First of all you need an open-minded management that understands the challenge and the real risks and sees cybersecurity as an investment or even competitive advantage rather than a cost.
It’s not necessary to have a full IT team if your cybersecurity supplier provides good customer service. But, if they do have an IT department, the management needs to work closely with them to look for the most efficient solution – and it might not always be the most well-known solution on the market is the best. Surely it may provide some sense of security but the real question is: “Does it work for us? Or is it just going through the motions?”
It is a challenge to implement a solution that is secure AND easy to install and maintain. But an even bigger challenge for the management is to decide to employ an innovative cybersecurity solution instead of sticking to the “established” one that is well know but may not fulfil their specific needs.
Is cyber security more of a burden than it should be for small businesses? Is there a way to make it a business-enabler rather than holding back teams?
Cybersecurity is still very often considered as something that is being forced to use – especially among SMEs. The above mentioned attitude “who would ever attack an SME?” is the problem.
However, working in more challenging marketplaces than ever before, many SMEs are now trying to use superior cybersecurity of their products as a competitive advantage. Unfortunately, the race for the easiest UX and quick (here-and-now) revenue enhancers are winning very often the competition with security as a tool to attract customers.
How can managers/owners get their team on board with cyber security best practice?
There are many educational campaigns, initiatives and other tools that are aimed at increasing the cybersecurity awareness and most SME’s are becoming more and more aware of the need for cybersecurity.
But what we sometimes find is missing when speaking to SME’s, is dedicated time to reflect on the risks and the tools to really mitigate them, time and patience to implement solutions and processes.
Cybersecurity is not about being compliant. Cybersecurity and security of the business is about knowing why we have to protect our business, knowing risks and investing time and effort to find really good, efficient solutions – even if they are not standard ones. Let’s remember that standards are not guarantee for security. Just look at using passwords for authentication – it is a standard but a disastrous one. And, we’ve seen this time and time again with high-profile data breaches after passwords have been stolen from major organisation leading to massive economic and reputational losses.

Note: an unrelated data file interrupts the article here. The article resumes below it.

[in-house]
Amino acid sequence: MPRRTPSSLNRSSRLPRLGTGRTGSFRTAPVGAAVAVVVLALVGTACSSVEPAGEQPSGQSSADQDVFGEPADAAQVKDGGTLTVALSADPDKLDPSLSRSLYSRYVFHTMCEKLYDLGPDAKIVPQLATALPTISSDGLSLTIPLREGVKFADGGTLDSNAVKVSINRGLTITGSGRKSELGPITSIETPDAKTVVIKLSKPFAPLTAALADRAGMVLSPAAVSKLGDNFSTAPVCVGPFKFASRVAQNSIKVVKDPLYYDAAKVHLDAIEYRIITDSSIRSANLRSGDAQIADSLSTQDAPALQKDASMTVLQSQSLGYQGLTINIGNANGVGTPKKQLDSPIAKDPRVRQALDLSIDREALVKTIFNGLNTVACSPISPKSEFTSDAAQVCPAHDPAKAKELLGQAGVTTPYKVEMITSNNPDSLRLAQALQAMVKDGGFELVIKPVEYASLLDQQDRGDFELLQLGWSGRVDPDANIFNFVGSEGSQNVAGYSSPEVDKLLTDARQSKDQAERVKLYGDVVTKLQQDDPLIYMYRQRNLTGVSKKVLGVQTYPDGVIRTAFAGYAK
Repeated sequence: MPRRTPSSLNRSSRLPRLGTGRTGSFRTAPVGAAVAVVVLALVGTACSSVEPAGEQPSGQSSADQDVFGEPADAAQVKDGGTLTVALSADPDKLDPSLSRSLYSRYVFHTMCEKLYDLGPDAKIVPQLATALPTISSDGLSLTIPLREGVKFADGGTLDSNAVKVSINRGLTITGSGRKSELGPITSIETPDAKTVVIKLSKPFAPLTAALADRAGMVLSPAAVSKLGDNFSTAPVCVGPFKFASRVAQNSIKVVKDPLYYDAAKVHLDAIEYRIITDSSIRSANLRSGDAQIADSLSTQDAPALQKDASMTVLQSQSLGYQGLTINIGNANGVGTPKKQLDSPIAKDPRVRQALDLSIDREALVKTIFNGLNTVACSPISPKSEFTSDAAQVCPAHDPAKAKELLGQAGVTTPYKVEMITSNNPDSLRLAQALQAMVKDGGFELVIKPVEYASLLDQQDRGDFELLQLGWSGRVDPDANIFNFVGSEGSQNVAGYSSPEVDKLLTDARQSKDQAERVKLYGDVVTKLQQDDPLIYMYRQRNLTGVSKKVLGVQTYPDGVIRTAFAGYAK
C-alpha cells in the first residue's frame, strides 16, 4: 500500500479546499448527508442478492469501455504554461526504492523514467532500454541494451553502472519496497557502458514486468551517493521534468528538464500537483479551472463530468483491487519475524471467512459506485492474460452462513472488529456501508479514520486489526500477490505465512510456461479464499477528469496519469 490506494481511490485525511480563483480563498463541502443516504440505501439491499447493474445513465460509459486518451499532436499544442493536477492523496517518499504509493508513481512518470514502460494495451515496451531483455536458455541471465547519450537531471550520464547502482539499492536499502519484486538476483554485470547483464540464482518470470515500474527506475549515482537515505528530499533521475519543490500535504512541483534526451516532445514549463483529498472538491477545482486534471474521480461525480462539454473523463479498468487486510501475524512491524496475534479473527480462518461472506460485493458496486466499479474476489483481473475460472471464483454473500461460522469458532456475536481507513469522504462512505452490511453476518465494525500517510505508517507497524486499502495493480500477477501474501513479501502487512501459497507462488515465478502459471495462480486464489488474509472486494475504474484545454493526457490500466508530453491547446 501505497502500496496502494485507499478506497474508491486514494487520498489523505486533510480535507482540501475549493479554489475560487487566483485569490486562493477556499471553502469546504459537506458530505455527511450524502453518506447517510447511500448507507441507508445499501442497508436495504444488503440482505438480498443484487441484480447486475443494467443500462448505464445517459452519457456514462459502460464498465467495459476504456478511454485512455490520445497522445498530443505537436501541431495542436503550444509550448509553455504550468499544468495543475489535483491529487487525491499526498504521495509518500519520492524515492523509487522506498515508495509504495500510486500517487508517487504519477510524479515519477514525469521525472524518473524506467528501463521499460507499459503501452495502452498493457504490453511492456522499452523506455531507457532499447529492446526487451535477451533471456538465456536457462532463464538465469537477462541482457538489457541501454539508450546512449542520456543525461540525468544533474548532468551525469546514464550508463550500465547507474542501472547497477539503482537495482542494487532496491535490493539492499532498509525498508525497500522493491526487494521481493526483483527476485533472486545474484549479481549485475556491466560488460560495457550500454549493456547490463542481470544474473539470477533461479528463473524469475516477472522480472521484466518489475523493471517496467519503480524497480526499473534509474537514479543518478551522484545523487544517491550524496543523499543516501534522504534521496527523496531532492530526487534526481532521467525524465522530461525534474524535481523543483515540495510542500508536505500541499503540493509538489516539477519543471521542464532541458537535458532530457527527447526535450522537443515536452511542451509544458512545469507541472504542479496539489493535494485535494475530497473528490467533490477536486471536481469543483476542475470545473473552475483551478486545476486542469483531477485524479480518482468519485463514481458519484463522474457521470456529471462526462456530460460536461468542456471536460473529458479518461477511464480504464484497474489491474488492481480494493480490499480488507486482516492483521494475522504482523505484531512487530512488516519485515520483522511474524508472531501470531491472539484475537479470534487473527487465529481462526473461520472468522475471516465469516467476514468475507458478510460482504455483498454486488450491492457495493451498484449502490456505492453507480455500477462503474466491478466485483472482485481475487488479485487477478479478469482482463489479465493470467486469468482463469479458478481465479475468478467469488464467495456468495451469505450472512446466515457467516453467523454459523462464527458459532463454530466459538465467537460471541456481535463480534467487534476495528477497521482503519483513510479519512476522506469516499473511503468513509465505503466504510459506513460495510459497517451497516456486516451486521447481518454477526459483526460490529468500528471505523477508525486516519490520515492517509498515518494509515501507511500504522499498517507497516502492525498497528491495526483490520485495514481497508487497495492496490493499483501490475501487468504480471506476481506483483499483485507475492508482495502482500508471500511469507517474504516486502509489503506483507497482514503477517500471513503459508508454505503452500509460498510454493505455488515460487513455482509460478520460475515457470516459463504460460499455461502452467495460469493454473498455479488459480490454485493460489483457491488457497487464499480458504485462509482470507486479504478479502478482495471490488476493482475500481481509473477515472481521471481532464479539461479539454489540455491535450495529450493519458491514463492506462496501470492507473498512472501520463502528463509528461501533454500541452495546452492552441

Can you give examples/case studies/use cases of small businesses who have been able to successfully implement top notch security without holding their team back?
The Polish company APA Group that provides solutions for the Smart Buildings and the Industry 4.0 sectors has recently implemented our cybersecurity solution specifically designed for IoT networks – ELIoT Pro.
ELIoT Pro completely eliminate passwords for Human-to Machine and Machine-to-Machine authentication as well as a special Lightweight Encryption to protect data being sent between the simplest smart devices in their systems. APA Group’s management decided to invest in cybersecurity and its now a major competitive advantage for them.
Cyberus Labs’ new end-to-end cybersecurity solution for IoT networks – ELIoT Pro – is officially launching simultaneously at the IoT Solutions World Congress in Barcelona and Cybersec in Katowice, Poland on 29th October